Believers are to be Under the Leadership of the Pastor and Church

         Pastors are called of God to oversee the local assembly of believers. "Therefore take heed to yourselves and to all the flock, among which the Holy Spirit has made you overseers, to shepherd the church of God which He purchased with His own blood." (Acts 20:28) "As they ministered to the Lord and fasted, the Holy Spirit said, "Now separate to Me Barnabas and Saul for the work to which I have called them." (Acts 13:2)

         Believers should be members of a local church and under the care of the pastor called by God to shepherd that local church. God's plan is that they are under the supervision (overseeing) of God's under-shepherd. God says in Hebrews 13:17, that the members of a local church should be submissive and follow the local pastor as he follows the Lord.

         "Obey them that have the rule over you, and submit yourselves: for they watch for your souls, as they that must give account, that they may do it with joy, and not with grief: for that is unprofitable for you.” (Hebrews 13:17) Believers who are not a part of a local church are not obeying God by putting themselves under the leadership of God's pastor and the local church. (For an article titled "What is so important about attending church?" go to http://bible-truth.org/whyatten.htm.)

         The pastor is the leader of the church, not the "lord" of the assembly. The New Testament instructs pastors to, "Feed the flock of God which is among you, taking the oversight thereof, not by constraint, but willingly; not for filthy lucre, but of a ready mind; Neither as being lords over God's heritage, but being ensamples to the flock." (1 Pet. 5:2-3) "Feeding the flock," means to teach them the Word of God. "Taking the oversight," refers to providing spiritual and administrative leadership or oversight. The pastor has no authority, not given to him by the New Testament. He is the Lord's servant doing the Lord's work. His first responsibility is to the Lord, to preach, to teach and live by the Bible, God's word. He and the congregation alike are to obey the Word of God and if so there will be unity in the assembly.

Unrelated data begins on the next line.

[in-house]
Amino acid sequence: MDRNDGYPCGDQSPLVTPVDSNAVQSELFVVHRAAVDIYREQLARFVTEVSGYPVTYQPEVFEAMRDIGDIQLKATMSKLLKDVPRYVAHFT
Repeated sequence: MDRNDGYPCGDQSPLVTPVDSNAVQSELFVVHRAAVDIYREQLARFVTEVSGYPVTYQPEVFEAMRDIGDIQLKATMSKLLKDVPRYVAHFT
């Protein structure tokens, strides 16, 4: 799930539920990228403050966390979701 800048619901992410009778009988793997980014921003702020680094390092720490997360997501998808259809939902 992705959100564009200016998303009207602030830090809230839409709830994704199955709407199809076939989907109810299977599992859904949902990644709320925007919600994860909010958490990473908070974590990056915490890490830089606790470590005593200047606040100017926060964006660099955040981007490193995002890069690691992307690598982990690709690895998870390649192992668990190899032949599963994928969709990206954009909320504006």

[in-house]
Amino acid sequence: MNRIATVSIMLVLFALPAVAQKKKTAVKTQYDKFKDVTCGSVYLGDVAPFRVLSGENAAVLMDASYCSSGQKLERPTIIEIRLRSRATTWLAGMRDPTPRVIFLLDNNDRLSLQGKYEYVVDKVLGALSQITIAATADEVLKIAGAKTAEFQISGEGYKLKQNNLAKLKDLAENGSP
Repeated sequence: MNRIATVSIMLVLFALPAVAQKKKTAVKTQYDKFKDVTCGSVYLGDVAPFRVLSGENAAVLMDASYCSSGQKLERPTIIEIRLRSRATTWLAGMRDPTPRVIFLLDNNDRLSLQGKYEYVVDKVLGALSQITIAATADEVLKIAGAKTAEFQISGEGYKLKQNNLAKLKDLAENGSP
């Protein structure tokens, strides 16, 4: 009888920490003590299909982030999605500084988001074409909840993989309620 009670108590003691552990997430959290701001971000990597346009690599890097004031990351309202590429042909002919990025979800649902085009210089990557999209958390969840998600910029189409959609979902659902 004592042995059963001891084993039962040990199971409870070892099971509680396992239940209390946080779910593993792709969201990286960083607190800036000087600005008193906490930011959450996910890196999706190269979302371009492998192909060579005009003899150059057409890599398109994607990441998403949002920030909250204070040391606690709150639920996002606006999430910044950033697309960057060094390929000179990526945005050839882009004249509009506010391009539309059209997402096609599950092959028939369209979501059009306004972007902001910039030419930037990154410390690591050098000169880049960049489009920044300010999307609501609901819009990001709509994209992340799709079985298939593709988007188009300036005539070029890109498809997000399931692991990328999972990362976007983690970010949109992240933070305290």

;He has the responsibility to: "Preach the word; be instant in season, out of season; reprove, rebuke, exhort with all longsuffering and doctrine." (2 Timothy 4:2). He is not to "lord" over the congregation in the sense of acting as the boss, master or dictator of the people. He leads by example and by the word of God. He does have the responsibility to reprove and rebuke false teaching and practices in accordance with what the Bible teaches and to make sure his congregation is pure in doctrine and deed. The basis of his authority is the word of God, which he is called to uphold without compromise. Pastors and congregations who follow the word of God will be in harmony.

          The pastor is to do this willingly, which refers to his calling to the position and responsibility from God. He is not to choose being a pastor as having a vocation because of its financial benefits or position. A man does not choose to be a pastor as one chooses an occupation, but is chosen by God. The pastor is to serve the church because God called him to shepherd the flock and he wants to do God's will for his life. It does not mean he is not to live by the ministry and receive financial support. (See 1 Tim. 5:17-18, 1 Thess. 5:12-17, 1 Cor. 9:14, 2 Cor. 11:7-9)

Believer's Responsibility to Missions as part of a Local Church

          A believer ought to be a part in supporting missions through their local church. The clear New Testament example is that it was the local church which sent forth missionaries. In the New Testament there are no para-church organizations or mission boards. Further, no church has the authority to delegate this responsibility to anyone else which would include mission boards, conventions, or any agency outside the local congregation.

          Mission boards can only function biblically when they are under the direct supervision and direction of a local church and function as a missions support agency. Missionaries were supported spiritually and materially by the assembly of believers, both individually and collectively. (See Acts 15:3, 20:38, 21:5, Rom. 15:24, 1 Cor. 16:6,11, 2 Cor. 1:16, Titus 3:13, 3 John 6) Missionaries were ordained and sent out by the local church. (Acts 13:2-3) Mission boards have no authority to call missionaries or send missionaries. To be a part of God's plan for the propagation of the Gospel it is important that the local church follow the biblical example. Christ himself commissioned His disciples and commanded them to: "Go ye therefore and make disciples of all the nations, baptizing them in the name of the Father and of the Son and of the Holy Spirit, teaching them to observe all things that I have commanded you; and lo, I am with you alway, even to the end of the age" (Matt. 28:19-20).